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Vulnerabilities in the Medicare Hospice Program Affect Quality Care and Program Integrity: An OIG Portfolio

WHY WE DID THIS STUDY

OIG is committed to ensuring that beneficiaries receive quality care and to safeguarding the hospice benefit. OIG has produced numerous evaluations and audits of the hospice program, including in-depth looks at specific levels of care and settings. OIG has also conducted criminal and civil investigations of hospice providers, leading to the conviction of individuals, monetary penalties, and civil False Claims Act settlements. Through this extensive work, OIG has identified vulnerabilities in the program. This portfolio highlights key vulnerabilities and presents recommendations for protecting beneficiaries and improving the program.

HOW WE DID THIS STUDY

The portfolio synthesizes OIG's body of work on the Medicare hospice benefit. It covers hospice care since 2005 and describes the growth in hospice utilization and reimbursement. The portfolio also summarizes key vulnerabilities that OIG has identified and continues to monitor.

WHAT WE FOUND

Hospice care can provide great comfort to beneficiaries and their families and caregivers at the end of a beneficiary's life. Hospice use has grown steadily over the past decade, with Medicare paying $16.7 billion for this care in 2016. It is an increasingly important benefit for the Medicare population; 1.4 million beneficiaries received hospice care in 2016.

However, OIG has identified vulnerabilities in the program. OIG found that hospices do not always provide needed services to beneficiaries and sometimes provide poor quality care. In some cases, hospices were not able to effectively manage symptoms or medications, leaving beneficiaries in unnecessary pain for many days.

OIG also found that beneficiaries and their families and caregivers do not receive crucial information to make informed decisions about their care. Further, hospices' inappropriate billing costs Medicare hundreds of millions of dollars. This includes billing for an expensive level of care when the beneficiary does not need it. Also, a number of fraud schemes in hospice care negatively affect beneficiaries and the program. Some fraud schemes involve enrolling beneficiaries who are not eligible for hospice care, while other schemes involve billing for services never provided.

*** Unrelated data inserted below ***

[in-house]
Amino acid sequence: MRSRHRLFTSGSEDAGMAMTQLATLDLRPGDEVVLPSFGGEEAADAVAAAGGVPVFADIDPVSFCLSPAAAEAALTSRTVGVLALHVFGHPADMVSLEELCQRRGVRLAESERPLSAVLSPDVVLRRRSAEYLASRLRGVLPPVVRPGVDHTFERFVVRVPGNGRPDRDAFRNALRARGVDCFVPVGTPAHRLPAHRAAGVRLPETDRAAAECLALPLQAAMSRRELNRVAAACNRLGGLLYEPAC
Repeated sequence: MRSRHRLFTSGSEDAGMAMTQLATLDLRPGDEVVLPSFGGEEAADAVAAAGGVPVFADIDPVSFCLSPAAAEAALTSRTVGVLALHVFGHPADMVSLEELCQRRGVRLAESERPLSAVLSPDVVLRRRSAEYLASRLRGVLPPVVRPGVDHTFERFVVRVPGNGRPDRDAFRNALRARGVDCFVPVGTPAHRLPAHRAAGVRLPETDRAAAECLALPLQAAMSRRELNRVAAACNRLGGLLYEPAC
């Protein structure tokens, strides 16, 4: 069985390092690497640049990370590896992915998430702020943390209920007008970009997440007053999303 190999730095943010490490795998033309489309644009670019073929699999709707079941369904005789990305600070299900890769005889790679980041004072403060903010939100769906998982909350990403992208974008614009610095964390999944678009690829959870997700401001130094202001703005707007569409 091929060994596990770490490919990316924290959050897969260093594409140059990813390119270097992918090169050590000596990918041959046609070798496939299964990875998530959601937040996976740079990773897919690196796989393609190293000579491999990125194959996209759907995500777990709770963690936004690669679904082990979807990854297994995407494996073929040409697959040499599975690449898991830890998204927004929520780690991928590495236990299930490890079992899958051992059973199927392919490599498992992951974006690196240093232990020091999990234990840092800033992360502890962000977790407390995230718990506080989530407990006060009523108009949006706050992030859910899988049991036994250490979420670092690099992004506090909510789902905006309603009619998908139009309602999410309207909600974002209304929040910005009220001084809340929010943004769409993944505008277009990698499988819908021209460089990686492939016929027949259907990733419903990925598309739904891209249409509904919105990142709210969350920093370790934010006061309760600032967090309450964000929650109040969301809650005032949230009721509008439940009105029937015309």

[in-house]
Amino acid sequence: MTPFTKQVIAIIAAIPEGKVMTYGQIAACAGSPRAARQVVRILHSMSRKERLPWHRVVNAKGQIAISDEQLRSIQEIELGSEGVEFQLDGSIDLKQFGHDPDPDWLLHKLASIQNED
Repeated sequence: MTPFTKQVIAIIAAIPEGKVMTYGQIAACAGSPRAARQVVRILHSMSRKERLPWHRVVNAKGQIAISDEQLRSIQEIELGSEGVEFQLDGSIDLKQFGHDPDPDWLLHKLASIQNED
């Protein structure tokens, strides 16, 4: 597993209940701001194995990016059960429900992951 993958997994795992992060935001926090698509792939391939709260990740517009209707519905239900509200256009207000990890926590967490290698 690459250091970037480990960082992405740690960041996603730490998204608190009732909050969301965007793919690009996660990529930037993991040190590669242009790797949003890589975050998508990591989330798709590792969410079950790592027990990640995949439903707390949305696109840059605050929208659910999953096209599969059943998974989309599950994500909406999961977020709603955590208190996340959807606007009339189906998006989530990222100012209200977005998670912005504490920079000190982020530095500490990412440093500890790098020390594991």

Lastly, the current payment system creates incentives for hospices to minimize their services and seek beneficiaries who have uncomplicated needs. A hospice is paid for every day a beneficiary is in its care, regardless of the quantity or quality of services provided on that day. While CMS made some changes to payments, the underlying structure of the payment system remains unchanged.

WHAT WE RECOMMEND

We recommend that CMS implement 15 specific actions that relate to 7 areas for improvement. CMS should strengthen the survey process-its primary tool to promote compliance-to better ensure that hospices provide beneficiaries with needed services and quality care. CMS should also seek statutory authority to establish additional remedies for hospices with poor performance. Also, CMS should develop and disseminate additional information on hospices, including complaint investigations, to help beneficiaries and their families and caregivers make informed choices about hospice care. CMS should educate beneficiaries and their families and caregivers about the hospice benefit, working with its partners to make available consumer-friendly information. CMS should promote physician involvement and accountability to ensure that beneficiaries get appropriate care.

To reduce inappropriate billing, CMS should strengthen oversight of hospices. This includes analyzing claims data to identify hospices that engage in practices that raise concerns. Lastly, CMS should take steps to tie payment to beneficiary care needs and quality of care to ensure that services rendered adequately serve beneficiaries' needs, seeking statutory authority if necessary.

In our draft report to CMS, we recommended 16 specific actions. CMS concurred with six recommendations, did not concur with nine, and neither concurred nor nonconcurred with one. We considered CMS's comments carefully, and we clarified and combined two of our recommendations. We remain committed to our recommendations and will continue to work with CMS to promote their implementation.

Copies can also be obtained by contacting the Office of Public Affairs at Public.Affairs@oig.hhs.gov.

Download the complete report.

Office of Inspector General, U.S. Department of Health and Human Services | 330 Independence Avenue, SW, Washington, DC 20201